When my cousin, David, told me his kids choose stock over toys for their birthdays, I just shook my head in disbelief. His kids, Sarah and Daniel, who are nine and ten years old, started picking stocks when they were four?
Maybe I shouldn’t be surprised. After all, they are Dave’s kids.
Dave wasn’t a typical teenager. At the age of 13, he was already thinking about investing. At 17, he started attending retirement seminars. When he was a college sophomore, he competed with his friends to see who could take out the most credit cards. With over 40 cards and $600,000 in available credit, he won. This was back in the days of zero-interest cash advances. He borrowed $100,000 against his credit cards and put it in a money market fund, which yielded a 4 to 5% annual return.
I shouldn’t be surprised that he passed his interest in money on to his kids. However, as I recently learned, it’s not all in the DNA. When Sarah was four, Dave stooped to bribery when she refused to try a new vegetable. “Sarah, I’ll give you a dollar if you just taste it.” She looked at him, rolled her eyes and shook her head. “No, Tata, that’s not enough.” (Dave’s wife, Barbara, speaks Polish with the kids.)
Dave employed the same tactic with Daniel on his birthday, this time with greater success. “You can have $30 for toys or a company stock.” Daniel didn’t have a clear idea of what a stock is, but he did know Disney, which had just released Cars under the Pixar label. He kind of understood that he had a choice. He could have a brand new toy car or a piece of the company that made the movie about cars. Of course, he chose the car.
Pushing his son to make “the right choice,” Dave upped the ante. “$30 dollars for toys or $50 for stock?” Again, Daniel chose the car. At $100 and $150, Daniel still chose the car. But Dave was determined, so he continued negotiating with his then four-year-old son. At $200 and $250 Daniel still wanted the car. While Dave was wondering how much higher he’d have to go, Daniel was probably thinking, “Tata really wants me to take the stock. Maybe stocks are good for me?” At $300 he gave in.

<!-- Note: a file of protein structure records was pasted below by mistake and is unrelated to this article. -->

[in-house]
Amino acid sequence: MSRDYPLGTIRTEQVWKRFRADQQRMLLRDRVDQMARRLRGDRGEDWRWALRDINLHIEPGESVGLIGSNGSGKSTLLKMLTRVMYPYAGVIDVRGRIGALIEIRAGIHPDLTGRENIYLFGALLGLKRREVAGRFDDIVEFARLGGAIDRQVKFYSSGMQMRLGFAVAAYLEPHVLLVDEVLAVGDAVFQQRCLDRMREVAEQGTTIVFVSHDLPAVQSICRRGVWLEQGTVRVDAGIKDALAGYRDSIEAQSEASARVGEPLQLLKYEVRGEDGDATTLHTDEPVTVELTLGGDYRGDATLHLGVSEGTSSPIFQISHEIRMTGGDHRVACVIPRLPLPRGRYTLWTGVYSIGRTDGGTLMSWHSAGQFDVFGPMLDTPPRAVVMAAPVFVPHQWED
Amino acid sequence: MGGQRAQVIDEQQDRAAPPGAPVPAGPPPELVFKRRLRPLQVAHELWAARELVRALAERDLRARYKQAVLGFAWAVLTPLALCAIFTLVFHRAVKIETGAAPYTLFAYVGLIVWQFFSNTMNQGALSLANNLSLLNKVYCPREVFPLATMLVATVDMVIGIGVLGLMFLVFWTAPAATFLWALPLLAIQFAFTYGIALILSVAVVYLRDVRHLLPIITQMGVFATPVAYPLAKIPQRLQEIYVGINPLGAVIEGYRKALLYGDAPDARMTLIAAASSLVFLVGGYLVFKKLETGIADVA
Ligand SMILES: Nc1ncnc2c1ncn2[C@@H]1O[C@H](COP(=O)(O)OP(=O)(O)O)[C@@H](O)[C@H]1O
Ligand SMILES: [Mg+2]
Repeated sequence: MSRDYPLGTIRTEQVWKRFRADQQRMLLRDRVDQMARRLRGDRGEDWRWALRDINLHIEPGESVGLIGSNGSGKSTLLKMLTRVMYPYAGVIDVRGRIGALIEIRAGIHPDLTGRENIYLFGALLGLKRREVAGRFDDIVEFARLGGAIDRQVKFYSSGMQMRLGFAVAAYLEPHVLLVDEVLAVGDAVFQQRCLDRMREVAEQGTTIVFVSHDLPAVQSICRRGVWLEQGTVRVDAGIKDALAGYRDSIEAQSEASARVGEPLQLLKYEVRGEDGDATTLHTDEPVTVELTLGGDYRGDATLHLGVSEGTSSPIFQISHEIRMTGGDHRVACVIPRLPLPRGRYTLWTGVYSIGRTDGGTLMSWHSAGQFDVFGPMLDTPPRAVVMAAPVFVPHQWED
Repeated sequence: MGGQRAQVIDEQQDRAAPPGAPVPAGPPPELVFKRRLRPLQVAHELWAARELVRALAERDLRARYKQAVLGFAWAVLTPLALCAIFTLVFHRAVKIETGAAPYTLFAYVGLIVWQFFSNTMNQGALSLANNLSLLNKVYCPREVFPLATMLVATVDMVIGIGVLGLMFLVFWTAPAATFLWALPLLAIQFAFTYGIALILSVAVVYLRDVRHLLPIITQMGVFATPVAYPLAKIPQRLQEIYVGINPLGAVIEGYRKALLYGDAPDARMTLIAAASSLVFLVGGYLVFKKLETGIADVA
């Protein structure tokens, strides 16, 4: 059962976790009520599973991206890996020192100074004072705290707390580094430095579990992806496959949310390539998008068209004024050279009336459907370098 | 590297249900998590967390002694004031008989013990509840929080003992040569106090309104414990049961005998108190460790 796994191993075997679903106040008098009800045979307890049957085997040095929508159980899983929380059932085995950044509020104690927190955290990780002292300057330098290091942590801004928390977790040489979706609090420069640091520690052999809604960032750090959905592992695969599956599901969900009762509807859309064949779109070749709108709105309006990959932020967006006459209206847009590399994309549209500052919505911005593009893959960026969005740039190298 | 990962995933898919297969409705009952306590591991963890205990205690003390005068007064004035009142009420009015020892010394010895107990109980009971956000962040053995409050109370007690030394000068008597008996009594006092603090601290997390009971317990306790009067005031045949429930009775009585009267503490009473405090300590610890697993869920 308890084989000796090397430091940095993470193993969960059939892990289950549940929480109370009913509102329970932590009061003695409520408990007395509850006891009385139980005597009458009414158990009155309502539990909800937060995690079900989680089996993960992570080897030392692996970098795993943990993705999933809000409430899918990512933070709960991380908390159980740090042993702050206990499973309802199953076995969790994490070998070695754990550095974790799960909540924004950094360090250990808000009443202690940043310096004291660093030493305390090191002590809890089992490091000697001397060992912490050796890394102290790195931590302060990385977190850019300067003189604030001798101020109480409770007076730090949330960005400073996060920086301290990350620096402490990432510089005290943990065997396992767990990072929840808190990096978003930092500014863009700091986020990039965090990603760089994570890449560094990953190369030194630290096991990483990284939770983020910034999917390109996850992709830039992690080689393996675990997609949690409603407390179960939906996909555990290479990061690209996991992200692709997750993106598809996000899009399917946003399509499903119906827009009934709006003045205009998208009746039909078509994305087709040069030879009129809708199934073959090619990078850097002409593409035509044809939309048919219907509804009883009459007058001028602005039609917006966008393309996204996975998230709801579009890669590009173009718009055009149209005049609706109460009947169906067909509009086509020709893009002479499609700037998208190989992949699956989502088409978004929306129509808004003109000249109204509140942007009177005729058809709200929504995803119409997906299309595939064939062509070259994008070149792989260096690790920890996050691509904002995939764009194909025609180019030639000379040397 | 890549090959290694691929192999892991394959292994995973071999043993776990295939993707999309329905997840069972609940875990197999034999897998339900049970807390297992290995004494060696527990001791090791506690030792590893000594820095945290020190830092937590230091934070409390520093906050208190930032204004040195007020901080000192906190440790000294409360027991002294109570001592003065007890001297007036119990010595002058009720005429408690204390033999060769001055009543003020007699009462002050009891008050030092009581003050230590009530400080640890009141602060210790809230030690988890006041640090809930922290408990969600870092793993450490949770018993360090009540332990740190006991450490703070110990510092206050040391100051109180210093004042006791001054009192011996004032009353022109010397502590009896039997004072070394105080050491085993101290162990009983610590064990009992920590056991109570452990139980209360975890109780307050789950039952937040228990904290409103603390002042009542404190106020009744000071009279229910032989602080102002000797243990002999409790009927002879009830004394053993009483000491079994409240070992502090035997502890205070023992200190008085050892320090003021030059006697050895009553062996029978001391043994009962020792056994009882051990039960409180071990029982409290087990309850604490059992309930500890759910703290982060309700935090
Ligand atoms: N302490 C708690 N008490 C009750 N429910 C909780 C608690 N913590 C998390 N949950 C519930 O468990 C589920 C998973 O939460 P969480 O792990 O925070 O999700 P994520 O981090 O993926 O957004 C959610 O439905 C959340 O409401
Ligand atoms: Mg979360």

Daniel already had plenty of toy cars, so Dave didn’t feel bad about depriving him of another one. Today, at 10 years old, Daniel understands he made the right choice. He appreciates that his initial $300 investment, which Dave used to seed his college fund, is now worth $1,150.
Dave no longer needs to bribe his kids to choose between stocks and toys. They understand that money spent on toys is money gone, while the money they invest in their college funds continues to work for them and grow.
Looking back at his kids’ early years, Dave compiled a list of the most influential companies during the first five years of their lives. While Disney is the most obvious to the kids, most parents know the others.
In approximate order of increasing age influence, these companies are:
- Kimberly Clark (KMB) – Huggies
- Proctor and Gamble (PG) – Pampers
- Abbott (ABT) – Baby Formula
- Mattel (MAT) – Fisher Price and many other toy brands
- Johnson & Johnson (JNJ) – Pharmaceuticals and care products
- Unilever (UL) – Food, beverages, cleaning agents, and personal care products
- Kraft Foods (KRFT) – Packaged food
- Newell-Rubbermaid (NWL) – Sippy cups, car seats, containers
- Hasbro (HAS) – Toys
- Disney (DIS) – Toys, games, movies, amusement parks
- Yum! Brands (YUM) – KFC, Pizza Hut, Taco Bell
- Apple (AAPL) – Computers, tablets, phones
- Amazon (AMZN) – Books, videos, games, toys
- Target Stores (TGT) – Clothing, school supplies, toys
- Nike (NKE) – Shoes, Athletic equipment
- Electronic Arts (EA) – Video games
With Dave’s help, Daniel and Sarah built their “growing up portfolio” by investing in a few of these companies. The Kramer family currently owns shares of Mattel, Hasbro, Disney, Apple, Amazon, Target, and Electronic Arts.
Just for fun, Dave and I ran some numbers. Let’s say that he and Barb bought just one share of each of these companies over the first five years of their kids’ life at the rate of two to three a year. At the end of five years they would have spent a grand total of $707 for all 16 stocks. Today, ten years after their hypothetical first stock purchase, the value of their portfolio plus dividends would be over $2,000. This represents an annual yield of about 15%.
Assuming the same yield over the next eight years, the Kramer family college fund would be worth another $6,500 (without additional investment) when Daniel leaves for college,
While you may not fully endorse Dave’s tactics, you can’t argue with his math. With some strategic planning, the companies that helped your kids through the first few years of life could help pay their way through college.